J. L. BELL is a Massachusetts writer who specializes in (among other things) the start of the American Revolution in and around Boston. He is particularly interested in the experiences of children in 1765-75. He has published scholarly papers and popular articles for both children and adults. He was consultant for an episode of History Detectives, and contributed to a display at Minute Man National Historic Park.

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Wednesday, March 02, 2011

“Hewes, who wanted nothing but justice”

With the Boston Massacre anniversary and reenactments coming up, I’m giving the writs of assistance a short rest in favor of more violent events.

The first tale comes from long-lived shoemaker George Robert Twelves Hewes (shown here, courtesy of C.U.N.Y.), in his second memoir of life in pre-Revolutionary Boston. In 1835 he told amanuensis Benjamin Bussey Thatcher about an encounter with a British soldier sometime between late 1768 and early 1770:

One moonshiny night, (as he describes it) Hewes was passing the Town House, (now City Hall [now the Old State House Museum]) when he noticed a woman turning up Prison Lane, or Queen Street—both names then given to what is now Court Street.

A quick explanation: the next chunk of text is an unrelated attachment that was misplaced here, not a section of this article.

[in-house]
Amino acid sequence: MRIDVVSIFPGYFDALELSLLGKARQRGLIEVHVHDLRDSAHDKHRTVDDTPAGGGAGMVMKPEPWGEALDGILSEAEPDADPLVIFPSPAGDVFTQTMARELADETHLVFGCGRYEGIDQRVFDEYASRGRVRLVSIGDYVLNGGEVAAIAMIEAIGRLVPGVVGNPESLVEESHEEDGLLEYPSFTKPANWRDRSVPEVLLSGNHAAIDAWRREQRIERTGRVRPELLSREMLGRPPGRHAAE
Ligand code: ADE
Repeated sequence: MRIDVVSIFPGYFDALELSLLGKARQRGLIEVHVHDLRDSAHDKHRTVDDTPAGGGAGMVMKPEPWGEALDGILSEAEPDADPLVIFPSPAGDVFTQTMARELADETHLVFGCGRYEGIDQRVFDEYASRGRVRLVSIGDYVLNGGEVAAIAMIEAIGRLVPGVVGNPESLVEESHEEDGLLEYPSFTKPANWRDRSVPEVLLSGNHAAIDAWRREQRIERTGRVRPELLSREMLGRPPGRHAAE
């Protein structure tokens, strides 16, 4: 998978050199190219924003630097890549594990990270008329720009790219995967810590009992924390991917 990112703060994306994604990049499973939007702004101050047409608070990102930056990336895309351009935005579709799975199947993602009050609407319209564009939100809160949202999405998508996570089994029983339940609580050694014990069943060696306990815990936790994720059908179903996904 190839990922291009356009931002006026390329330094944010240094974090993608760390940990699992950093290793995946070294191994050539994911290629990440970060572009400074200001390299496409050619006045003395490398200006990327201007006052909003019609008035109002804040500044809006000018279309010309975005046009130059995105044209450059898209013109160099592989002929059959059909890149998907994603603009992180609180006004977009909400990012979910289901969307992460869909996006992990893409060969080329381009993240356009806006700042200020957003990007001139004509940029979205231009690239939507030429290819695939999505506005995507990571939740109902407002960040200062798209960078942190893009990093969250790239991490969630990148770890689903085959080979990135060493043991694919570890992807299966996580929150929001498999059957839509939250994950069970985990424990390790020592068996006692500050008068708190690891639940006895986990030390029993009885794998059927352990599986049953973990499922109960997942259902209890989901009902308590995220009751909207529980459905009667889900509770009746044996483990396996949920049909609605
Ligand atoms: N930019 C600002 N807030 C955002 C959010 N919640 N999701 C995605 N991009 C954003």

A soldier followed her; and Hewes’s curiosity was excited to watch the movements of the “red coat.” He walked behind him softly in the shade, and presently saw him overtake the woman, and deal her a blow with his fist, that felled her. He then, with a violent haste, stripped her of her bonnet, ‘cardinal,’ muff and tippet, and, having completed this achievement, started off on a run.

Hewes followed him up Prison Lane, and down Tremont Street, past the whole length of the Common, to the barracks on Wheeler’s Point (out of Sea Street.) There the soldier went in.

Hewes called there the next morning, and called for Mr. “Kelroy;” having made up his mind that he knew the fellow. He came out, and Hewes charged him with the outrage boldly. Kelroy persisted in denying it, till Hewes, threatening to complain of him to the General, turned to leave him; and then he called him back, and gave up all the things.

Hewes, who wanted nothing but justice, concluded not to report him. He afterwards looked up the woman, by the aid of a notice of the assault in the papers, and found her at Capt. Cobb’s, in New (now West) Boston. She did not so much as thank him for the property which he returned to her.
Was Hewes’s memory accurate? He told this story sixty-five or more years after the event, when there was no one around to contradict him. Some details in his other stories are surprisingly accurate, but a few (especially reflecting on his role) are contradicted by contemporaneous sources.

TOMORROW: The rest of the story.

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